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fMTP: A unifying computational framework of temporal preparation across time scales

Mr. Josh Manu Salet
University of Groningen ~ Experimental Psychology
Wouter Kruijne
University of Groningen
Sander Los
Vrije Universiteit Amsterdam
Hedderik van Rijn
University of Groningen, The Netherlands
Martijn Meeter
Vrije Universiteit Amsterdam

In warned reaction time (RT) tasks, a warning stimulus (S1) initiates a process of temporal preparation which promotes a speeded response to the target stimulus (S2). Variations of the S1-S2 interval (foreperiod) have been shown to affect the RT to S2 across a range of time scales: within trials, between consecutive trials, across trials within an experimental block, and across blocks. RT distribution analyses suggest that these effects share a common mechanism, and yet theories on preparation have thus far failed to offer an integrative account of these phenomena. We present a computational framework (fMTP) that formalizes the principles of a previously proposed theory of temporal preparation: Multiple Trace Theory of Temporal Preparation. With fMTP we combine models and theories on time perception, motor planning, and associative learning into a single, computational theory. fMTP assumes that for each trial a unique trace is formed by means of associative Hebbian learning between a layer of time cells and a motor layer with an inhibition and activation node. On each new trial, traces from the past collectively determine the temporal preparatory state. We compared fMTP to existing theories which were not yet formalized until now. This model exploration demonstrated that fMTP best described existing datasets. In addition, in an experiment that was set out to validate fMTP, we show the data to align with our model predictions. In sum, we find that fMTP’s single implicit learning mechanism suffices to explain a range of phenomena that previously have been considered to be the result of distinct processes.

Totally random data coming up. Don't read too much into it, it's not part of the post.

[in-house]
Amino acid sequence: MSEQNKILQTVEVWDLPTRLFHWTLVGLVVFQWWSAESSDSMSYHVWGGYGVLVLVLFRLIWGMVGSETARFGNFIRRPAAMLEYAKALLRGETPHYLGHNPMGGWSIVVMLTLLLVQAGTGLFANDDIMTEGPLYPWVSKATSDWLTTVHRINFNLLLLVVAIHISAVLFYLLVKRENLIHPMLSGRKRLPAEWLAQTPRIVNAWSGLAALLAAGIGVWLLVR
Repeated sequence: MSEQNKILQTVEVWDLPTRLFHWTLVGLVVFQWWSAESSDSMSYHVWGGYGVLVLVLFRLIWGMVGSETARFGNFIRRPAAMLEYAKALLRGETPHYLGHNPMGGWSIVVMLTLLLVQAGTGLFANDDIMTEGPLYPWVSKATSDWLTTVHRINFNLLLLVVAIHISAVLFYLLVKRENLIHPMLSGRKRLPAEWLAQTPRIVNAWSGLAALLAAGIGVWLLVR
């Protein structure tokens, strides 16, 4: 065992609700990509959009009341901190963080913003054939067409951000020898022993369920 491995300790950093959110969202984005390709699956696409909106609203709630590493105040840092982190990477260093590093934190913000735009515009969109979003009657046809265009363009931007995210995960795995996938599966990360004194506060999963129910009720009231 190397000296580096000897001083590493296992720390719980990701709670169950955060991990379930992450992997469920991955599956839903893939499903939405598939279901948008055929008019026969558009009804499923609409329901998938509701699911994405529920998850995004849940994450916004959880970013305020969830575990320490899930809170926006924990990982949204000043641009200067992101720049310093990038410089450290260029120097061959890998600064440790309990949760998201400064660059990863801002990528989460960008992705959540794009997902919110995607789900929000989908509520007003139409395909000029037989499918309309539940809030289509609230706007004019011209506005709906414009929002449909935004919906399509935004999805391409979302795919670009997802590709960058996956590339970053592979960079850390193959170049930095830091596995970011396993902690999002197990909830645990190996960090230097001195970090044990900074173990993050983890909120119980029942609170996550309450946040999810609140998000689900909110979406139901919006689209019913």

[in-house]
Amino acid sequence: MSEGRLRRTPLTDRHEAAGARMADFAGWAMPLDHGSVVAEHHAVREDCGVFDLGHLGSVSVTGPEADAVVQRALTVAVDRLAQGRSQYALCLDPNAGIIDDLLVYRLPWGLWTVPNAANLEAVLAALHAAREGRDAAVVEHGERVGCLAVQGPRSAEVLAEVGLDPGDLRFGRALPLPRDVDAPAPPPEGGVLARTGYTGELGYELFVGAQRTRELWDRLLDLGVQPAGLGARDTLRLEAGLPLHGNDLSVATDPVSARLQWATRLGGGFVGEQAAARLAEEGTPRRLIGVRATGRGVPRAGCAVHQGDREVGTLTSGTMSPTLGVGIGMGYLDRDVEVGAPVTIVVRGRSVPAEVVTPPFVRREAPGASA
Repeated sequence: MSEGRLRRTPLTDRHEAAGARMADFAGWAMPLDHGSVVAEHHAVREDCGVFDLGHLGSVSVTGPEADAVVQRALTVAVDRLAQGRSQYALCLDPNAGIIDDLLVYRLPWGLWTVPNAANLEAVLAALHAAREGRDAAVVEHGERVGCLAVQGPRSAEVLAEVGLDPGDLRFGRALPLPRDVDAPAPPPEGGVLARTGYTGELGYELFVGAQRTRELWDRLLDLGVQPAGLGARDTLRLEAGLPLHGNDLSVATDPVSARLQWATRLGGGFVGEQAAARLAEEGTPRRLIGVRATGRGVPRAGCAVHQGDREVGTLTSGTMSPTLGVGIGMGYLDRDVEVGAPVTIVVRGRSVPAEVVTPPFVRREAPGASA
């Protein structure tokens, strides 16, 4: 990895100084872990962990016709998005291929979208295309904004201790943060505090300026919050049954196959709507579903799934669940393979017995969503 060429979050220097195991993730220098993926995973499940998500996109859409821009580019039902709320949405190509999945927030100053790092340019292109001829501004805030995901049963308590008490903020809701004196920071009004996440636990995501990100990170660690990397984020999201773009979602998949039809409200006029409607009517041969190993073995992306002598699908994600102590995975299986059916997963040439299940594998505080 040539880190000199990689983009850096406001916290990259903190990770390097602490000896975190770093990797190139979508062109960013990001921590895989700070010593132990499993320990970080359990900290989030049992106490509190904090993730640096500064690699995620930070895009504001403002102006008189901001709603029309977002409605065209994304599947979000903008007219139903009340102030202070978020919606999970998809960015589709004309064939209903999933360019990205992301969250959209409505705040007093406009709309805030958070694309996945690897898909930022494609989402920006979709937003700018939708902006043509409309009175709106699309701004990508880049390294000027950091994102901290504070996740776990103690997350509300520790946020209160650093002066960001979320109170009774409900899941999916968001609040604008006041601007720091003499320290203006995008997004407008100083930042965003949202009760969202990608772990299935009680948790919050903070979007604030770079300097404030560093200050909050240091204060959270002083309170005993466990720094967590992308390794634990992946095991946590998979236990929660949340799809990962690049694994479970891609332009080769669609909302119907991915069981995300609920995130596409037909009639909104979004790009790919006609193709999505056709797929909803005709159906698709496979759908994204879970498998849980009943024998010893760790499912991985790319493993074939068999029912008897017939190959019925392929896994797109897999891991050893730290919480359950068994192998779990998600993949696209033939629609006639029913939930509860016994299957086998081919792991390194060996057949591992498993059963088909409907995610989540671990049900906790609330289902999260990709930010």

temporal preparation
long-term memory
computational model
Reaction Time


Cognitive Modeling
Reaction Times
Memory Models
Accumulator/Diffusion models

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